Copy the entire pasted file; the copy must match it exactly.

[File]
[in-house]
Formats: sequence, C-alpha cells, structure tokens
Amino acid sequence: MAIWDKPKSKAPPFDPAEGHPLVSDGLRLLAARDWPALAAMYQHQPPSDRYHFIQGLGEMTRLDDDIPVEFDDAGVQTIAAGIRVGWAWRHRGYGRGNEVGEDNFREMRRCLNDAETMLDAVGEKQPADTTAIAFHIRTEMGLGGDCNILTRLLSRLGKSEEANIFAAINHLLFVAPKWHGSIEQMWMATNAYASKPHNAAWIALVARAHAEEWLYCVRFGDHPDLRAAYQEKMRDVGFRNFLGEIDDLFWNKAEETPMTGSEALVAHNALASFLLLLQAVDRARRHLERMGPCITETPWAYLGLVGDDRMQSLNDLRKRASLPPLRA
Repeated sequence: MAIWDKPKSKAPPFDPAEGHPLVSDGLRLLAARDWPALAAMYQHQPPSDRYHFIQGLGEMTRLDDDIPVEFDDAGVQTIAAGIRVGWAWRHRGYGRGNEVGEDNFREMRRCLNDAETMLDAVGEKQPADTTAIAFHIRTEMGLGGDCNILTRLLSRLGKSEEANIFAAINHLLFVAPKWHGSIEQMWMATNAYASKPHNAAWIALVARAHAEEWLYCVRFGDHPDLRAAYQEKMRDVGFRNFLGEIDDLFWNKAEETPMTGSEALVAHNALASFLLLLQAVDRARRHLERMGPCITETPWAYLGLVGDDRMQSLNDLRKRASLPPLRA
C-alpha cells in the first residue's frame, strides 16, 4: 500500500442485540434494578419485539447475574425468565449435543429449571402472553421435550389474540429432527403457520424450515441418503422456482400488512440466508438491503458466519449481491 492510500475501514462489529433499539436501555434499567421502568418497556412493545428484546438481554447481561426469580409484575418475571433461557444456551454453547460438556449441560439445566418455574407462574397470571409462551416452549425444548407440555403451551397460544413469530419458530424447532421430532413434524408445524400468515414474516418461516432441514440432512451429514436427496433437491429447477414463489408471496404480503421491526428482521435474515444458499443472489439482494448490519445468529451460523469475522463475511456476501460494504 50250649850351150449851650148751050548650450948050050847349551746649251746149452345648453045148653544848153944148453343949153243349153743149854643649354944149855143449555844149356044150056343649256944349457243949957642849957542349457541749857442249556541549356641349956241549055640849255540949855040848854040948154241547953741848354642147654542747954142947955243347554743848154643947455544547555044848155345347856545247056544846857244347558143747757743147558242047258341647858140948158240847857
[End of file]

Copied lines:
[in-house]
Formats: sequence, C-alpha cells, structure tokens
Amino acid sequence: MAIWDKPKSKAPPFDPAEGHPLVSDGLRLLAARDWPALAAMYQHQPPSDRYHFIQGLGEMTRLDDDIPVEFDDAGVQTIAAGIRVGWAWRHRGYGRGNEVGEDNFREMRRCLNDAETMLDAVGEKQPADTTAIAFHIRTEMGLGGDCNILTRLLSRLGKSEEANIFAAINHLLFVAPKWHGSIEQMWMATNAYASKPHNAAWIALVARAHAEEWLYCVRFGDHPDLRAAYQEKMRDVGFRNFLGEIDDLFWNKAEETPMTGSEALVAHNALASFLLLLQAVDRARRHLERMGPCITETPWAYLGLVGDDRMQSLNDLRKRASLPPLRA
Repeated sequence: MAIWDKPKSKAPPFDPAEGHPLVSDGLRLLAARDWPALAAMYQHQPPSDRYHFIQGLGEMTRLDDDIPVEFDDAGVQTIAAGIRVGWAWRHRGYGRGNEVGEDNFREMRRCLNDAETMLDAVGEKQPADTTAIAFHIRTEMGLGGDCNILTRLLSRLGKSEEANIFAAINHLLFVAPKWHGSIEQMWMATNAYASKPHNAAWIALVARAHAEEWLYCVRFGDHPDLRAAYQEKMRDVGFRNFLGEIDDLFWNKAEETPMTGSEALVAHNALASFLLLLQAVDRARRHLERMGPCITETPWAYLGLVGDDRMQSLNDLRKRASLPPLRA
C-alpha cells in the first residue's frame, strides 16, 4: 500500500442485540434494578419485539447475574425468565449435543429449571402472553421435550389474540429432527403457520424450515441418503422456482400488512440466508438491503458466519449481491 492510500475501514462489529433499539436501555434499567421502568418497556412493545428484546438481554447481561426469580409484575418475571433461557444456551454453547460438556449441560439445566418455574407462574397470571409462551416452549425444548407440555403451551397460544413469530419458530424447532421430532413434524408445524400468515414474516418461516432441514440432512451429514436427496433437491429447477414463489408471496404480503421491526428482521435474515444458499443472489439482494448490519445468529451460523469475522463475511456476501460494504 50250649850351150449851650148751050548650450948050050847349551746649251746149452345648453045148653544848153944148453343949153243349153743149854643649354944149855143449555844149356044150056343649256944349457243949957642849957542349457541749857442249556541549356641349956241549055640849255540949855040848854040948154241547953741848354642147654542747954142947955243347554743848154643947455544547555044848155345347856545247056544846857244347558143747757743147558242047258341647858140948158240847857